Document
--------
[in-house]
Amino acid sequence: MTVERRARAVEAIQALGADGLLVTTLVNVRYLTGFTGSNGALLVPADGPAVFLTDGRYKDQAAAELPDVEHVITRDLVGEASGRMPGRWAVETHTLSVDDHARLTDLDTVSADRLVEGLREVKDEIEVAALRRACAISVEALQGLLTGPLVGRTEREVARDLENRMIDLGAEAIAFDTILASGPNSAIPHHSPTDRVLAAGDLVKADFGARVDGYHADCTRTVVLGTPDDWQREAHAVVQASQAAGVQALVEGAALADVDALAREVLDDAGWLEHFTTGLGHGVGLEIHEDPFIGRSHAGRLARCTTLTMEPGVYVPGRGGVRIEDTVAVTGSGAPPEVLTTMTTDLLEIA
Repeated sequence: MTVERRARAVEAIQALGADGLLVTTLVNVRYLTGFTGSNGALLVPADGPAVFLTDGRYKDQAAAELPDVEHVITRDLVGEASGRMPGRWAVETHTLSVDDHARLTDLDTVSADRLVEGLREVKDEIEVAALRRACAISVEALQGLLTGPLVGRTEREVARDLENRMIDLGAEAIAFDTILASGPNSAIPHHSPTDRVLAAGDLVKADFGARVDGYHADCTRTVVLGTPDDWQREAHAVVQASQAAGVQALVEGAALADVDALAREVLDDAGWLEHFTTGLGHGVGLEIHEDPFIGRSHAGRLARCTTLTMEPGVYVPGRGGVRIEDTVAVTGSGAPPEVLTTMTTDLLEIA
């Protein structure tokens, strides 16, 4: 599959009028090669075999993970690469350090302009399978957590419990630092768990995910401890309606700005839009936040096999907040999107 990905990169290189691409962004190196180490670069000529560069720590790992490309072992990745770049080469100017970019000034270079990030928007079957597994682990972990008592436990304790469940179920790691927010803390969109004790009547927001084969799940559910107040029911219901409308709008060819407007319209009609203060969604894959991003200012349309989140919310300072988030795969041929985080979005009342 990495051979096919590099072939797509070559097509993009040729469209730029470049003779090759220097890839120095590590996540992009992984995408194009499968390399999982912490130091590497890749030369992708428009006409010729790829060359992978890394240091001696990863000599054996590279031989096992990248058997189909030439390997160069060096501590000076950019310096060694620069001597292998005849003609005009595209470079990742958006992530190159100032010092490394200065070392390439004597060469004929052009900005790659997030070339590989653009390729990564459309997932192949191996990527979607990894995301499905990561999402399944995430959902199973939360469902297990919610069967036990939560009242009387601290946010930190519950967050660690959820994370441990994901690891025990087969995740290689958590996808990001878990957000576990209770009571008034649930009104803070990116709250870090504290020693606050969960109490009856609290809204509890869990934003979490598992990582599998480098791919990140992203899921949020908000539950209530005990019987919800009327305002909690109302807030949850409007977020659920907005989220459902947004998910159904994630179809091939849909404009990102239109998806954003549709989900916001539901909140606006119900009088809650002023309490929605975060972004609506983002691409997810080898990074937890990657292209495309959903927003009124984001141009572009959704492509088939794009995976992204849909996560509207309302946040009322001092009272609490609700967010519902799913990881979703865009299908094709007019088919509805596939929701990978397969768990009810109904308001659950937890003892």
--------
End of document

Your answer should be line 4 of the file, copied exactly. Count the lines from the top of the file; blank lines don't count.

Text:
């Protein structure tokens, strides 16, 4: 599959009028090669075999993970690469350090302009399978957590419990630092768990995910401890309606700005839009936040096999907040999107 990905990169290189691409962004190196180490670069000529560069720590790992490309072992990745770049080469100017970019000034270079990030928007079957597994682990972990008592436990304790469940179920790691927010803390969109004790009547927001084969799940559910107040029911219901409308709008060819407007319209009609203060969604894959991003200012349309989140919310300072988030795969041929985080979005009342 990495051979096919590099072939797509070559097509993009040729469209730029470049003779090759220097890839120095590590996540992009992984995408194009499968390399999982912490130091590497890749030369992708428009006409010729790829060359992978890394240091001696990863000599054996590279031989096992990248058997189909030439390997160069060096501590000076950019310096060694620069001597292998005849003609005009595209470079990742958006992530190159100032010092490394200065070392390439004597060469004929052009900005790659997030070339590989653009390729990564459309997932192949191996990527979607990894995301499905990561999402399944995430959902199973939360469902297990919610069967036990939560009242009387601290946010930190519950967050660690959820994370441990994901690891025990087969995740290689958590996808990001878990957000576990209770009571008034649930009104803070990116709250870090504290020693606050969960109490009856609290809204509890869990934003979490598992990582599998480098791919990140992203899921949020908000539950209530005990019987919800009327305002909690109302807030949850409007977020659920907005989220459902947004998910159904994630179809091939849909404009990102239109998806954003549709989900916001539901909140606006119900009088809650002023309490929605975060972004609506983002691409997810080898990074937890990657292209495309959903927003009124984001141009572009959704492509088939794009995976992204849909996560509207309302946040009322001092009272609490609700967010519902799913990881979703865009299908094709007019088919509805596939929701990978397969768990009810109904308001659950937890003892």